We now extend the internal barriers to encapsulate information from twits, feeds and external data sources – which again give corporates another challenge to understand and control information workflow and source of information. I guess many HR directors and CEOs would mind having a Twit feed from a competing company showing possible job positions? So before social networking can be implemented as a core part of the enterprise, we have to establish and understand how policies, control and disclosure can be handled. But the question may be – “is social networking a private ownership, or a corporate ownership?” CAN enterprise companies demand control?

I believe strongly in social networking as a tool to help sales prospect better, HR to understand skills and personal strengths and connections, to help back office employees share and grow their knowledge and personal skill in sharing their “wins” on different blogs; to get the recognition of their big efforts, many managers and chiefs miss to acknowledge as part of their daily management.

Enterprise social networking often start with the company directory, but should extend to be profiles that employees control themselves, shared among profiles from partners, customers and vendors of that corporate. We still haven’t seen a great social networking tool to help business incorporate and share common teams and groups. The team based and personal information sharing, built bonds beyond the borders of the corporate, and knowing personal attributes is often a driver to help unified teams perform even better.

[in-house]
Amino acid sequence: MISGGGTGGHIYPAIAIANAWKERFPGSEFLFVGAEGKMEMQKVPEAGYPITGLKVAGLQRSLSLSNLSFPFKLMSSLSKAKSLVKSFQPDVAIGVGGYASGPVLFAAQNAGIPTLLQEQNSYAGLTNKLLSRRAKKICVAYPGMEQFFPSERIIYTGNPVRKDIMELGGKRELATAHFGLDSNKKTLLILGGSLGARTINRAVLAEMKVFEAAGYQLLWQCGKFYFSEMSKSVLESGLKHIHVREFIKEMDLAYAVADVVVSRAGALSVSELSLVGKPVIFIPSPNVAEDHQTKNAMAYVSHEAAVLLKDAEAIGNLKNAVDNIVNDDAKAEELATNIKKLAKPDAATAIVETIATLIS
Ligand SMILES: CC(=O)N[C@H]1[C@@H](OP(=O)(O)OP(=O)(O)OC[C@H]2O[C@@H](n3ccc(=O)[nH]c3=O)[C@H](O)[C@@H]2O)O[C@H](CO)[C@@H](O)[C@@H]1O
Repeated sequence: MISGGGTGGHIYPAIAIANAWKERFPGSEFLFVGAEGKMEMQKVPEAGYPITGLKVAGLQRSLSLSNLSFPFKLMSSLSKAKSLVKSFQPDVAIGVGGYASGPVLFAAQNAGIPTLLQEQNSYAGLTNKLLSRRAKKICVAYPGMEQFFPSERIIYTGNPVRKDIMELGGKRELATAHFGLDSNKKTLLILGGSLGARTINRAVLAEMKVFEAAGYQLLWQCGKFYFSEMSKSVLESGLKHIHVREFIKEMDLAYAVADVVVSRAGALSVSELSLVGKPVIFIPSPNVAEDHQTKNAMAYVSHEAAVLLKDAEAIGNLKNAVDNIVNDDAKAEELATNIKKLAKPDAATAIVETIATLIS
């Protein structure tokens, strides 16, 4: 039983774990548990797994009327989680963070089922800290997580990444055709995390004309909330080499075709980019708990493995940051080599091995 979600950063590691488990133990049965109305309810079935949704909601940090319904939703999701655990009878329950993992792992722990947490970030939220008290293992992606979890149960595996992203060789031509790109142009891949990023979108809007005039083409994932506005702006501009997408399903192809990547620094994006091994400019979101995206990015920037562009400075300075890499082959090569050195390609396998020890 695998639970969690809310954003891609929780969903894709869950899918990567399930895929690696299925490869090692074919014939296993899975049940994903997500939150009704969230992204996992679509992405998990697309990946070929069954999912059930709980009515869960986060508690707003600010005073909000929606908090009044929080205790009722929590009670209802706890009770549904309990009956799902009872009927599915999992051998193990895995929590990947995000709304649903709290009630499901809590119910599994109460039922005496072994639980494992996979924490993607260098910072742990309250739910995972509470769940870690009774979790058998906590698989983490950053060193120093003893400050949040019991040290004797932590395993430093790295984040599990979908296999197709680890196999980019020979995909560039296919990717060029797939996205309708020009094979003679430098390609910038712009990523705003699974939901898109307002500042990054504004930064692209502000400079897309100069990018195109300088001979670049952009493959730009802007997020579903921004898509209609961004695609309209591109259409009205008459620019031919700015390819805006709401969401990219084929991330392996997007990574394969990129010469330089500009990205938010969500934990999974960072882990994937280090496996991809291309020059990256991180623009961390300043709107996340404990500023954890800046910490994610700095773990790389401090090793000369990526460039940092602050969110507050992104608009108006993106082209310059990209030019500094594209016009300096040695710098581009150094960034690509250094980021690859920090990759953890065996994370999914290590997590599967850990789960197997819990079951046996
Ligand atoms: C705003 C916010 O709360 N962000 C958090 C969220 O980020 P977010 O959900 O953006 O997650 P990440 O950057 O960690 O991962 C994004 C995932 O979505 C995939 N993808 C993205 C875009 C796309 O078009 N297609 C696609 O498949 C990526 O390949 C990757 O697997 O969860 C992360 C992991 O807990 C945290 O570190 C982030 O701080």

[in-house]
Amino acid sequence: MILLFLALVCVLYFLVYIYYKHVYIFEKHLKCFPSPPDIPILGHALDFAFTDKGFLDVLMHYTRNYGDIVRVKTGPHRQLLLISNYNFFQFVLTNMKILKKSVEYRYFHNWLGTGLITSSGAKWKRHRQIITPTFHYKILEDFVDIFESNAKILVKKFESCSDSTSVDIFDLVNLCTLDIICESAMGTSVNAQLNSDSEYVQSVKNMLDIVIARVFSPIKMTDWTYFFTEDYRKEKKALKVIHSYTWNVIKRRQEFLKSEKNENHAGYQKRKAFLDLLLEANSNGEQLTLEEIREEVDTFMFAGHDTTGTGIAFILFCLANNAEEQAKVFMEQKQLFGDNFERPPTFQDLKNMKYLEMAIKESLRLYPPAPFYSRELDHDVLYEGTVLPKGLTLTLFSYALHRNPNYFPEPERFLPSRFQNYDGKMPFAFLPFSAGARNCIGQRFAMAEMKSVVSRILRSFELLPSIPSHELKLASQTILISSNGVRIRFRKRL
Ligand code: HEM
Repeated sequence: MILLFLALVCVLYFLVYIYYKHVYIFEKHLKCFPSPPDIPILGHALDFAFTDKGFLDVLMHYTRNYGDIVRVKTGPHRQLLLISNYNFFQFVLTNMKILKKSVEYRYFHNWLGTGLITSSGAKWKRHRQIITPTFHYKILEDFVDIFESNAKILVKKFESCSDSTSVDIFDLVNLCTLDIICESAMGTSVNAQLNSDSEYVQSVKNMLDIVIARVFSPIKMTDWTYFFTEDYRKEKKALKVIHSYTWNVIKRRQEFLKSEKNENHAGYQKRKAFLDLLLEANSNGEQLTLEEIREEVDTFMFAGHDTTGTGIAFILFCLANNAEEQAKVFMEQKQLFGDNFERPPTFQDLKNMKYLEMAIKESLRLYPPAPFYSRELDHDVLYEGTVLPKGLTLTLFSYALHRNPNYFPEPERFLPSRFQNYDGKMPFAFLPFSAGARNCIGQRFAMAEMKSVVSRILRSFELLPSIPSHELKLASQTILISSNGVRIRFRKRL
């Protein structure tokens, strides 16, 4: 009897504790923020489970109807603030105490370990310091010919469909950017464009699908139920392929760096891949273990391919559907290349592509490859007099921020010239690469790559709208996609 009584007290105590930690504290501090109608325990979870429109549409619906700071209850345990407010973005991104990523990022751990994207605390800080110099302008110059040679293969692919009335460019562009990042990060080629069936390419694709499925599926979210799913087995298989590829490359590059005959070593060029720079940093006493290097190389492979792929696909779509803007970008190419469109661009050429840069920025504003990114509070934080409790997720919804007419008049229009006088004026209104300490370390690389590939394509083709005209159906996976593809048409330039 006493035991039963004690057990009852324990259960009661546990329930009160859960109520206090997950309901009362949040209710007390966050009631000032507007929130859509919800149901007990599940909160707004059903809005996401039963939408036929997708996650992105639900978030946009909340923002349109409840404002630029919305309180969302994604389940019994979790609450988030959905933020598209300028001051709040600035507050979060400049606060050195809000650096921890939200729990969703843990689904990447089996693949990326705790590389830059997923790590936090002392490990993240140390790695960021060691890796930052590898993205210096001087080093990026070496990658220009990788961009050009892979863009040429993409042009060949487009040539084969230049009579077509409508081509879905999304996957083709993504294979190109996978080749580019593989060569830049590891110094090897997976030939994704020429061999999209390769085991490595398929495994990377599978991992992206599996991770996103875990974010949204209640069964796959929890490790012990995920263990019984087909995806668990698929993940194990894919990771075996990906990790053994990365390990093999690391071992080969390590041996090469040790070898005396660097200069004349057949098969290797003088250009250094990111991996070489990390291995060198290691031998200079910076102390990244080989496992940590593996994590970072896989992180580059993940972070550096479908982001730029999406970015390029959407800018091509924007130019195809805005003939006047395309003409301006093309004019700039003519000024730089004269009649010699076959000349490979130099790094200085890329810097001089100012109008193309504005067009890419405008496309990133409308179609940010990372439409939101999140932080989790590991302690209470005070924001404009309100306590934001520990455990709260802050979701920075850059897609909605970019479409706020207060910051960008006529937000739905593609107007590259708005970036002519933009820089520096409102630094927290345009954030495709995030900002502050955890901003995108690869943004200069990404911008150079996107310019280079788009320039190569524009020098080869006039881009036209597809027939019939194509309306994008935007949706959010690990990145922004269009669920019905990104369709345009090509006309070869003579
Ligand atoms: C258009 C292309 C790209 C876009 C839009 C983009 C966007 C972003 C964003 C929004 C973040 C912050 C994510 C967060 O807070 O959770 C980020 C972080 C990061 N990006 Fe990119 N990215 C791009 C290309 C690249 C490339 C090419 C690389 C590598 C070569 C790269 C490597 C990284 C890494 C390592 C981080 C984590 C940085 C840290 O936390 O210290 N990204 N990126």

There is a big business opportunity here!

Identity is the tipping point for the Cloud

I said it many times, but identity is more a pain to corporate CIOs than ownership of data. Managing hundreds of user accounts, and serving requests to these accounts are often a major challenge. Not only does the cloud build new barriers for control, but the lack of interoperability between on-premise user stores (Active Directory as an example) and remote user stores – is what will become the tipping point for success in the cloud.

But rest not more – ADFS 2.0 or let’s use the official Microsoft name, Windows Identity Foundation is now launched, and bridging the gap. ADFS/WIF is running identities as claims between your cloud software and your on-premise user database. The system is both a server, a client and a set of SDK/APIs for developers to encompass into their solution. Identity belongs on the premises of the company; not in the cloud!

So are we at the tipping point?
No. Reality is that programmers and developers are lacy (whether you are Microsoft, medium-sized or a small ISV). Before programmers have integrated WIF/ADFS we will still see a lot of applications having a hard time to reach enterprise market. But if you are an ISV or programmer, my lesson is simple: START INTEGRATING NOW. Many hosters does not understand the value – there is a substantial differentiation in the power of WIF/AFDS, a looking at Microsoft Online Services and Azure as the first applications to support WIF/ADFS, we can wonder why no one else follows.

But who supports it?
Actually Microsoft Dynamics CRM 5.0 will be one of the first applications together with Sharepoint 2010 to support ADFS 2.0 federation and WIF. Single sign-on here I come – finally 😉 Now we only need Active Directory as a service, as many SOHO companies does not benefit form an internal server; but benefit from a corporate domains type structure with group policies and domain membership. Who knows; maybe someone developers a small proxy layer to support this foundation.